CyclistRick said...

Reasonable doubt? Sorry Morgan, the reasonable doubt in this case is whether the lab that tested can do anything right; Keystone Kops masquerading as scientists. As I have said before, the so-called science in this case would not be allowed in most 6th grade science fairs it was so bad. This is a victory for nothing. Don't know if Flandis did the deed, but what I do know is that the process is completely F*@%ed. The opposite decision would have done more for the sport, in my opinion, as it would have forced the powers that be to get the right tests, procedures, and personnel into the process; as it is they got the message that they can make all the egregious errors they want and still screw someone.

Anonymous said...

Sorry, just not seeing how Landis got screwed. He has/d a half dozen laywers working on his behalf and due process up the whazoo. Those who clamor for higher standards of proof and complete infallibility in testing procedures fail to recognize (or don't care) that such a regime would only make doping more prevalent than it already is.

Nome Agusta said...

I wonder if he will cancel his Mt. Diablo appearance.

phipps said...

I was wondering the same thing. He's in my age group. If he shows up and wins I will protest.

banks said...

Interesting idea Shawndoggy. I'm surprised there hasn't been more talk of unionizing in the past.

bikelawyer said...

FLOYD LANDIS: SCREWED, BLUED AND TATTOOED


It seems that Floyd Landis lost his expensive and explosive doping case Thursday when the arbitrators upheld the results of a test that showed the 2006 Tour de France champion used synthetic testosterone to fuel his spectacular comeback victory. According to documents obtained by AP, and to be made public later Thursday, the vote was 2-1 to uphold the results, with lead arbitrator Patrice Brunet and Richard McLaren in the majority and Christopher Campbell dissenting.

Floyd Landis Decision is a good case for politics coming into a hearing process.

What is disturbing is the finding by the majority that the initial screening test performed by the French Labratory, Chatenay-Malabry, to measure Landis' testosterone levels -- the testosterone-to-epitestosterone test -- was not done according to World Anti-Doping Agency rules. The majority then went on to find that the subsequent test performed by this same lab, the highly technical carbon isotope test, was accurate and showed that Landis cheated. But the question must be asked, as was pointed out by the dissenting arbitrator, if the Chatenay-Malabry lab got the simple test wrong how was it that it got the complicated test right.

The dissenting arbitratory, Christopher Campbell, wrote: "In many instances, Mr. Landis sustained his burden of proof beyond a reasonable doubt . . . The documents supplied by LNDD are so filled with errors that they do not support an Adverse Analytical Finding. Mr. Landis should be found innocent."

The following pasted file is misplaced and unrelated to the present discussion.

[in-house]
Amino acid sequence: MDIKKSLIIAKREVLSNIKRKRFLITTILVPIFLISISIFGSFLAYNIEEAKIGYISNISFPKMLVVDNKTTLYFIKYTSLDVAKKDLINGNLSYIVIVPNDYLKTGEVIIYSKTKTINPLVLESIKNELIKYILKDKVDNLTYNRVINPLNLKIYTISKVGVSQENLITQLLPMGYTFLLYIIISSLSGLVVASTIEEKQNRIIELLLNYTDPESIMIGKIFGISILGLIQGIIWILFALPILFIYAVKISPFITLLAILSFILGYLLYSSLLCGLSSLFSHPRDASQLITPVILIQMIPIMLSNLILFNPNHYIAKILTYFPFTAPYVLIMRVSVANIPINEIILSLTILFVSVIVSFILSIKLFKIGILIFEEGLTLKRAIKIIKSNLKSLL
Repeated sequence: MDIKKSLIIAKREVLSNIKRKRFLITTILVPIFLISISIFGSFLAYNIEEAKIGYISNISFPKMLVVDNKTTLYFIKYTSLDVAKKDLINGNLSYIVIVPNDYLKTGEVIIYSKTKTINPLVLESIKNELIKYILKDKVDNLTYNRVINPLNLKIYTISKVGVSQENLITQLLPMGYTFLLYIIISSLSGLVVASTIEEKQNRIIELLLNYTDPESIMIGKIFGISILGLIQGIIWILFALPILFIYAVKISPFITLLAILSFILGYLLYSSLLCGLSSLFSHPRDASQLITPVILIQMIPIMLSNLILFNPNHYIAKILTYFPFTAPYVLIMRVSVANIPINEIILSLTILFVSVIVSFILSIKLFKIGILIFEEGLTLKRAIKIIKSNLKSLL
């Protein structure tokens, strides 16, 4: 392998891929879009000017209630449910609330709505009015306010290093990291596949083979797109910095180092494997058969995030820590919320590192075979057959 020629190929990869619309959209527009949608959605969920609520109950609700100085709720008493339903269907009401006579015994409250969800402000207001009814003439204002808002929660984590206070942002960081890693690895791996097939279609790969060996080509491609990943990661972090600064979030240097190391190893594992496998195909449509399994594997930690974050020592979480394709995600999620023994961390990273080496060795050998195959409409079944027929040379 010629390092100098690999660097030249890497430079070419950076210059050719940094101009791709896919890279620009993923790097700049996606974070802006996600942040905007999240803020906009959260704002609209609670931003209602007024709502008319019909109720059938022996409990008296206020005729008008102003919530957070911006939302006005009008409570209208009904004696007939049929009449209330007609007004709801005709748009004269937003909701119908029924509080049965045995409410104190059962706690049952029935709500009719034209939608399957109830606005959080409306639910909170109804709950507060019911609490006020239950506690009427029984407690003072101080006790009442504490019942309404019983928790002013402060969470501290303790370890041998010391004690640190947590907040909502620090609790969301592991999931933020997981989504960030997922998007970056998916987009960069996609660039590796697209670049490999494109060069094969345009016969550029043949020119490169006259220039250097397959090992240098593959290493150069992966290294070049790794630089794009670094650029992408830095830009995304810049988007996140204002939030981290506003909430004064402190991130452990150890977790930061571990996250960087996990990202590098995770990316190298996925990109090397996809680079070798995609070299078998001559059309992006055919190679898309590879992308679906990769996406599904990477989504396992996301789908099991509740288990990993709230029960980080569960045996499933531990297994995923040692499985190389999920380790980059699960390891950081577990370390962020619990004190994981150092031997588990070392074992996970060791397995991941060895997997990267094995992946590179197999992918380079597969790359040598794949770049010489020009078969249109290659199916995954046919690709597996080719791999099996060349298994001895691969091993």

To those of you who think that it rare for a lab to screw up or falsify records, read on. The misuse of scientific evidence is a serious problem. Even the FBI laboratory is under suspicion. In West Virginia, a serologist falsified test results in hundreds of cases over a ten-year period, sentencing hundreds of defendants to lengthy prison terms. In Texas, a pathologist faked autopsy results, resulting in as many as 20 death penalty verdicts. A police chemist elsewhere falsified reports and sent hundreds of innocent people away to jail on rape charges. Most misuse of scientific evidence is pro-prosecution.
Where scientific evidence is found unreliable, it should be thrown out. In 1993, the U.S. Supreme Court took up this issue. In Daubert v. Merrell Dow Pharmaceuticals, Inc., 509 U.S. 579, (1993), the Supreme Court directed federal judges to examine the method or reasoning underlying the admission of expert evidence and to admit only evidence that was reliable and relevant. No longer could judges defer to the appropriate expert community to determine whether the evidence was reliable, nor could they any longer leave it to the jury to decide. Judges now were to act as "gatekeepers," screening expert evidence to ensure that what was admitted was both relevant and reliable. Daubert sheds light on shoddy procedures, protocols, and proficiency testing.
The role of a federal trial judge post-Daubert has been described as that of a "gatekeeper" whenever scientific evidence is concerned. Trial judges now must not only decide whether the expert is "qualified", but they must also decide whether the expert's methodology is "reliable." In a Daubert hearing, the trial judge applies Rule 104(a) of the Federal Rules of Evidence to qualify the expert witness and make a preliminary finding as to whether the reasoning or methodology underpinning the expert's proffered testimony is scientifically grounded and can properly be applied to the facts at issue.